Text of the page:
Facts and Information
Another Washington State bird, the Pileated Woodpecker is a large bird (up to 19"), and prefers mature trees in heavily forested areas. As first growth forests dwindle, these birds have adapted themselves to life in second growth forests, as well as heavily wooded parks. They make nests in hollows of dead trees, and will dig further in, tunneling and excavating to create the nest space, sometimes taking as long as six weeks to finish building. They tend to make new nests each year, leaving the old nest as a home for other cavity-dwelling animals.
Insects are their primary food, along with fruits, berries and nuts, easily found on San Juan Island. They will search for insects by ripping or digging into the bark of trees, methodically moving across the tree trunk and leaving behind a unique pattern of pock marks in straight columns and rows. When digging into the bark, they can also create 3 - 6" holes in trees, a telltale sign that they are in residence. The Pileated taps at tree bark with its beak, looking for insects. It can then drag out the bugs with its sticky tongue. The loud hammering sound made by this bird is often thought to be the sound made when their beak hits the tree in their search for food. Actually, though, the sound is their call both to attract mates and to establish territorial boundaries.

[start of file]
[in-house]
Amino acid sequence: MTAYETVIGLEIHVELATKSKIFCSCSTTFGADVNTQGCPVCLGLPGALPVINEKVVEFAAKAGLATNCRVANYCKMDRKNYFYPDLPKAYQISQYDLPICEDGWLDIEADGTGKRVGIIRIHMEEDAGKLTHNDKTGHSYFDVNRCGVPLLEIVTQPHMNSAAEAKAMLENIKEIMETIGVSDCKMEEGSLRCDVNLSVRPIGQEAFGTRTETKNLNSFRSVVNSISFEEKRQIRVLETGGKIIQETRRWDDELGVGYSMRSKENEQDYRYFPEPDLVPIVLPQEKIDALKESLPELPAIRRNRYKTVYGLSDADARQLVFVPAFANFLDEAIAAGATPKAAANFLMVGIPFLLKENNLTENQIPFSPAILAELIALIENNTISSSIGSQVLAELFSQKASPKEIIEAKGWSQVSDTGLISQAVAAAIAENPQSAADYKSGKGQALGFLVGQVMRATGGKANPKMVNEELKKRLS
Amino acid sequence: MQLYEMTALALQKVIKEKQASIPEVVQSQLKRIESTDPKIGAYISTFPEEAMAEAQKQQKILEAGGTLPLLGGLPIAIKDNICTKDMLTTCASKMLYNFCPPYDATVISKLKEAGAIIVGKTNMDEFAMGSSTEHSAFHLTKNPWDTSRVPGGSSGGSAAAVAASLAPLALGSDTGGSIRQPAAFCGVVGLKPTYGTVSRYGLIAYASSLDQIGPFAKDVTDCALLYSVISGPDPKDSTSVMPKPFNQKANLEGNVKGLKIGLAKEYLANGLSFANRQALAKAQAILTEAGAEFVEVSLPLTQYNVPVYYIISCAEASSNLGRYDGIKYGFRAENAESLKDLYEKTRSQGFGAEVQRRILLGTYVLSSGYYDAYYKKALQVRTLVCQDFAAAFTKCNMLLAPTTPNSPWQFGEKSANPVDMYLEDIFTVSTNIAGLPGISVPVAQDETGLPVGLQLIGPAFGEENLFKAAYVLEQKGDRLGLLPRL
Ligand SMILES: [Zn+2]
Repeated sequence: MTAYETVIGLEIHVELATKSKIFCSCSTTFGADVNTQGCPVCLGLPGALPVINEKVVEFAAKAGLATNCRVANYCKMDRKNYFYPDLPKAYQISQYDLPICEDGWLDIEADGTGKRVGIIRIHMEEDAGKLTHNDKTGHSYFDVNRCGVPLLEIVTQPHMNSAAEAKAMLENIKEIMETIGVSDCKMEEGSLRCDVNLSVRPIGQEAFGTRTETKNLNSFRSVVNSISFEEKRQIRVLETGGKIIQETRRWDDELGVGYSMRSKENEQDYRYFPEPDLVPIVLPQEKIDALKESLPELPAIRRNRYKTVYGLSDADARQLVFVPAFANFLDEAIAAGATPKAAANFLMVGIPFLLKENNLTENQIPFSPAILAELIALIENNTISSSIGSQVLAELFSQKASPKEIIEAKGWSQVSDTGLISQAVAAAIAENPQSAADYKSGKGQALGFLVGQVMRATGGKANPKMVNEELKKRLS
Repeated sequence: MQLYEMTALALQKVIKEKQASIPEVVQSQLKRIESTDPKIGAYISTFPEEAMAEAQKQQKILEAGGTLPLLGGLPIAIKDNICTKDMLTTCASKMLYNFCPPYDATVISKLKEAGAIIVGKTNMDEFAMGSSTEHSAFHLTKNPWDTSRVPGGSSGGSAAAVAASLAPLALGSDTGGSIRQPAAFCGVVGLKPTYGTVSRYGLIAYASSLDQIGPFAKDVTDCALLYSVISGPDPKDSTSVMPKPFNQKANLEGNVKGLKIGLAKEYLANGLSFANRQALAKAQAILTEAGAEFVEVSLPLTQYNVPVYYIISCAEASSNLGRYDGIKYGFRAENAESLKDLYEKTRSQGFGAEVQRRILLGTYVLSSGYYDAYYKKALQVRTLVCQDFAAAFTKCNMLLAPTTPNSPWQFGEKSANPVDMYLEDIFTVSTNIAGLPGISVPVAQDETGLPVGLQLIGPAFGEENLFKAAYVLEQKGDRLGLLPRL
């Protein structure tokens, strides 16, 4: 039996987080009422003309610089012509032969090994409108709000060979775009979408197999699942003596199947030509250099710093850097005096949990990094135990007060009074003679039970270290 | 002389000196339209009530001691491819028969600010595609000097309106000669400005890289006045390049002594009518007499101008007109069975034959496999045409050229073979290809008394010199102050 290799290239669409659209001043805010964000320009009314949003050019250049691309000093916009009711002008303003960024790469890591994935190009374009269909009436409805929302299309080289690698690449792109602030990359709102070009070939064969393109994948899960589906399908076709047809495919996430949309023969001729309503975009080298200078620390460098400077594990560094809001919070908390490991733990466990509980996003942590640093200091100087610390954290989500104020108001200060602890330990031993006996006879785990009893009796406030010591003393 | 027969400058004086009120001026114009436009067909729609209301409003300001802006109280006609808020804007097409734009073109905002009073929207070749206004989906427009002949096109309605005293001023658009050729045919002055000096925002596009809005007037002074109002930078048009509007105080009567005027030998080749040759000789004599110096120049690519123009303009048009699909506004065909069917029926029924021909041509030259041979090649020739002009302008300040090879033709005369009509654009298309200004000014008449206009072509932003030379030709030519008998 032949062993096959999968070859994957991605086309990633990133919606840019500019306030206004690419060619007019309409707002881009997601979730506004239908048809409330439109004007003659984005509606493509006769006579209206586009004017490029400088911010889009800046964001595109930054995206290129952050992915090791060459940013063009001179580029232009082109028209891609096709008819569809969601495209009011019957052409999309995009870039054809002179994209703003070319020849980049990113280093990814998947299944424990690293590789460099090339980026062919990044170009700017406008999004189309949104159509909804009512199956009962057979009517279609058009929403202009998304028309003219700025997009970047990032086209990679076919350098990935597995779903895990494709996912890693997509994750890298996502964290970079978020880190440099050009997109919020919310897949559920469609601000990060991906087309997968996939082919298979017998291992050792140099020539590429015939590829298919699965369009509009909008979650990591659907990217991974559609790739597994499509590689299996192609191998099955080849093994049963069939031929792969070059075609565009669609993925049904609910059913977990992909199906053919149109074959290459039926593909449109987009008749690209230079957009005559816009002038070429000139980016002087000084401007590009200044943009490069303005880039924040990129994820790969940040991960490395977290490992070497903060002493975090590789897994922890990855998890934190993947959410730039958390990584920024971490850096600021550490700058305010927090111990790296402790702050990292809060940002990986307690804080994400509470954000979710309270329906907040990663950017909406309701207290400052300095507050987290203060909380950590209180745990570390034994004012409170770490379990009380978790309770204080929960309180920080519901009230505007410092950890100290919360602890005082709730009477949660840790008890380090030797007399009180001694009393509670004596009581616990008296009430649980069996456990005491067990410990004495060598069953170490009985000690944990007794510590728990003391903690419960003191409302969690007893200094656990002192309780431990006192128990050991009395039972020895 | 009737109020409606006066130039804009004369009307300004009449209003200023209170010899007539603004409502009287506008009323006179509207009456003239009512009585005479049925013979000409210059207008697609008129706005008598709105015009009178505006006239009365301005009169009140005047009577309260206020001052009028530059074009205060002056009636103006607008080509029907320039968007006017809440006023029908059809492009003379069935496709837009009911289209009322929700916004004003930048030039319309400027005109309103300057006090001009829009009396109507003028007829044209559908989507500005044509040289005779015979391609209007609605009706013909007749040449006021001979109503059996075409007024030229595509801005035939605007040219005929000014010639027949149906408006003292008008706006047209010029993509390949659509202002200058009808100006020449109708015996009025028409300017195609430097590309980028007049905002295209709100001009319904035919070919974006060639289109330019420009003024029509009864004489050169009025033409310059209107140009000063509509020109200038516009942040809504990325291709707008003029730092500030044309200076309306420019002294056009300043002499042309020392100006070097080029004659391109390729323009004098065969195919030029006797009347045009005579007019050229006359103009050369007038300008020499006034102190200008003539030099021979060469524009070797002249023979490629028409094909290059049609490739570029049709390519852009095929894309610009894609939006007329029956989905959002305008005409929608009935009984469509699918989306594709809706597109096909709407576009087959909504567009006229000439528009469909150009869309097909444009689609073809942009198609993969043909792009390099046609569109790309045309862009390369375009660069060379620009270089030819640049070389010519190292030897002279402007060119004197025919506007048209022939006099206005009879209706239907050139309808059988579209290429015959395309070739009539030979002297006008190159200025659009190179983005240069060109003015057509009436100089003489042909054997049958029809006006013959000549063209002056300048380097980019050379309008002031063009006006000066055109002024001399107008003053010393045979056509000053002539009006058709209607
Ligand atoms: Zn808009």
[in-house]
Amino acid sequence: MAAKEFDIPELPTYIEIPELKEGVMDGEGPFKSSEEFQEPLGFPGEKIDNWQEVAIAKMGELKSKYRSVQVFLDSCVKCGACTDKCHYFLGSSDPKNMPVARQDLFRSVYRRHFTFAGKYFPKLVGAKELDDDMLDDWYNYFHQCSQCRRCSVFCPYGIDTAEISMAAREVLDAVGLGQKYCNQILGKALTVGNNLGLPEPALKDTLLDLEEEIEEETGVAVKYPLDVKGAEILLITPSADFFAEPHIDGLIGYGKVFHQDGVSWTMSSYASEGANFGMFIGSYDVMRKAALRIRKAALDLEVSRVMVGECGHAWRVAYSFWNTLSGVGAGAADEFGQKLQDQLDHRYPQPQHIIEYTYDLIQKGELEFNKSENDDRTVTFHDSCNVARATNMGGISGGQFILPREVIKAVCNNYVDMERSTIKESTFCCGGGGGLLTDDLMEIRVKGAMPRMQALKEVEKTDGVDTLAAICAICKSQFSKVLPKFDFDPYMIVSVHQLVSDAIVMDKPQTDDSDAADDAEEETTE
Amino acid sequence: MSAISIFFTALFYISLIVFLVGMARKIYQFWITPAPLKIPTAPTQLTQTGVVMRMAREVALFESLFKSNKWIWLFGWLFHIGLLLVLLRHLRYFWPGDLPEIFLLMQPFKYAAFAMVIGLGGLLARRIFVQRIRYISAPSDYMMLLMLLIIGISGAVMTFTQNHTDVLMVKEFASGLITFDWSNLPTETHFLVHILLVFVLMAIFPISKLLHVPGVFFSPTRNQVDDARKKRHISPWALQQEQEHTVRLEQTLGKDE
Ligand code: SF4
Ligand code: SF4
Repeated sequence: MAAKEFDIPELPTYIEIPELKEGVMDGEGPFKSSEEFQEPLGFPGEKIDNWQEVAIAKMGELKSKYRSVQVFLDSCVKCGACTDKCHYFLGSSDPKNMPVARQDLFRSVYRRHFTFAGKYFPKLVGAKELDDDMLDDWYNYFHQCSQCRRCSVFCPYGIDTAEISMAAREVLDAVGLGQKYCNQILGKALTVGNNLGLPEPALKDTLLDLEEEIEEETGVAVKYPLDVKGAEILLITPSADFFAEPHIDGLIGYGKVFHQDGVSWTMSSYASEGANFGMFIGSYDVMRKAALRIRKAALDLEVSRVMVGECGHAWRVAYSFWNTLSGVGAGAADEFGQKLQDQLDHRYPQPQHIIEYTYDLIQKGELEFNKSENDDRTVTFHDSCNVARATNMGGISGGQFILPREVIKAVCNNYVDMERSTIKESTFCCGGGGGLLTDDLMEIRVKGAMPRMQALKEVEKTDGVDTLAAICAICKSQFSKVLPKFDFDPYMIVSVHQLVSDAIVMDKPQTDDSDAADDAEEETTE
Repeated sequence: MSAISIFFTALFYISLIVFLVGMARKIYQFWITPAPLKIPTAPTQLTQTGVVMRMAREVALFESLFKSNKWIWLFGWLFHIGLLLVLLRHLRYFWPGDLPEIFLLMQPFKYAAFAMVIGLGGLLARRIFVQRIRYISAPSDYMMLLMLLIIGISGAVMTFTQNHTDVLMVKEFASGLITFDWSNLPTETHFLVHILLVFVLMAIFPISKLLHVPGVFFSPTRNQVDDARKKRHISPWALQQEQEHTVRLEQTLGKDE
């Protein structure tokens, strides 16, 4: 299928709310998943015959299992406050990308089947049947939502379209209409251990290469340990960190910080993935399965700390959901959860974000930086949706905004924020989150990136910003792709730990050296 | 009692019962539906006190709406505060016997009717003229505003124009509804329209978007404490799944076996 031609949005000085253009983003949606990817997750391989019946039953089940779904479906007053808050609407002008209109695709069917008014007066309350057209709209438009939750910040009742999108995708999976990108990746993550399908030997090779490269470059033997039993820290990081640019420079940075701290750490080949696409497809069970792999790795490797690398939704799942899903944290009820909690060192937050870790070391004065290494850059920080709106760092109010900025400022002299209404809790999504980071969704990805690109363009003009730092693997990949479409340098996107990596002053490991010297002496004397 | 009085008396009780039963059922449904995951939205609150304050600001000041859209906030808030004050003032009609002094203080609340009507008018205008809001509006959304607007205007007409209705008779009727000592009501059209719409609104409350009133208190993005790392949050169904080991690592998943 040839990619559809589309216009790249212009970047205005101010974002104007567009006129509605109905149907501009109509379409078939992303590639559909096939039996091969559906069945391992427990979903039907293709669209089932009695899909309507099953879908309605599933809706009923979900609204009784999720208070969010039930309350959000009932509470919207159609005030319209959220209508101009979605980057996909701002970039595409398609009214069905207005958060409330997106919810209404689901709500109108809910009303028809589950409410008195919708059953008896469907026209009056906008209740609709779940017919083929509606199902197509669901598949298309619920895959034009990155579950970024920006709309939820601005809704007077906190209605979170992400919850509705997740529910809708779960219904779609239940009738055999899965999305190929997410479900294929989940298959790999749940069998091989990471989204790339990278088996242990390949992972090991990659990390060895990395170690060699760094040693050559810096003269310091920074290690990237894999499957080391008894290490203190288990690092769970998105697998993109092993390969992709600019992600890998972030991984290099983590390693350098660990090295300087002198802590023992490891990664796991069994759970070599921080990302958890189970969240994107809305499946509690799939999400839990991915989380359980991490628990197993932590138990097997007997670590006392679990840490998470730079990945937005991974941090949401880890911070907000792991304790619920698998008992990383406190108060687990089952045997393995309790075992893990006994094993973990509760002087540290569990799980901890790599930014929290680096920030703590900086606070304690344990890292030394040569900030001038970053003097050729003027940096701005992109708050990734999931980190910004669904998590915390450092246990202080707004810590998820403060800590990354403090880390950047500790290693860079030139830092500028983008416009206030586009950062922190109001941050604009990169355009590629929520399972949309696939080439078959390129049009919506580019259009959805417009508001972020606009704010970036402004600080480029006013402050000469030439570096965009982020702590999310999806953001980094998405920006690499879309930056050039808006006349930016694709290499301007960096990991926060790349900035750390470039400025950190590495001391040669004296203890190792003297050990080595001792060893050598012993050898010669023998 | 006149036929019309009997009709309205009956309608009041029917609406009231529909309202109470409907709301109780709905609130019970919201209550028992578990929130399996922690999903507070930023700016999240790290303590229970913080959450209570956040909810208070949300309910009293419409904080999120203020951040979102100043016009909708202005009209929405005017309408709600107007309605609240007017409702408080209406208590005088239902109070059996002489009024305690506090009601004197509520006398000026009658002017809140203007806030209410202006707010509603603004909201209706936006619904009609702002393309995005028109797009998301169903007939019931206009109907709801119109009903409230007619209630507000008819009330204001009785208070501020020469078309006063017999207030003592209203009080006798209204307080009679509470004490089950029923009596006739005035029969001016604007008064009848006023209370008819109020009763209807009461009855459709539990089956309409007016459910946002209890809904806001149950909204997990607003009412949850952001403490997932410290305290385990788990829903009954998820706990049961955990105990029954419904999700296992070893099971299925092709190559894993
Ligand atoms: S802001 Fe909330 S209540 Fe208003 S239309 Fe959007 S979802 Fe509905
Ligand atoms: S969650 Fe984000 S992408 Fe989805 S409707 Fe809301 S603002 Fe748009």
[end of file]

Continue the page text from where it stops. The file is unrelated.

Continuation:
I often see one of these birds as I drive to work. It will quickly jump around to the back of the tree as I pass, not wanting to be seen but also not flying away, instead moving just out of view. That red head is impossible to miss!
Jump over to any of the other San Juan Island bird pages: American Bald Eagle, Belted Kingfisher, Common Raven, Coopers Hawk, Great Blue Heron, Double Crested Cormorant, Red-tailed Hawk, Red-winged Blackbird, Rufous Hummingbird, Sea Hawk, Yellow Rumped Warbler, Great Horned Owl, Wild Turkey, Trumpeter Swan.
Return to American Goldfinch from Pileated Woodpecker, OR
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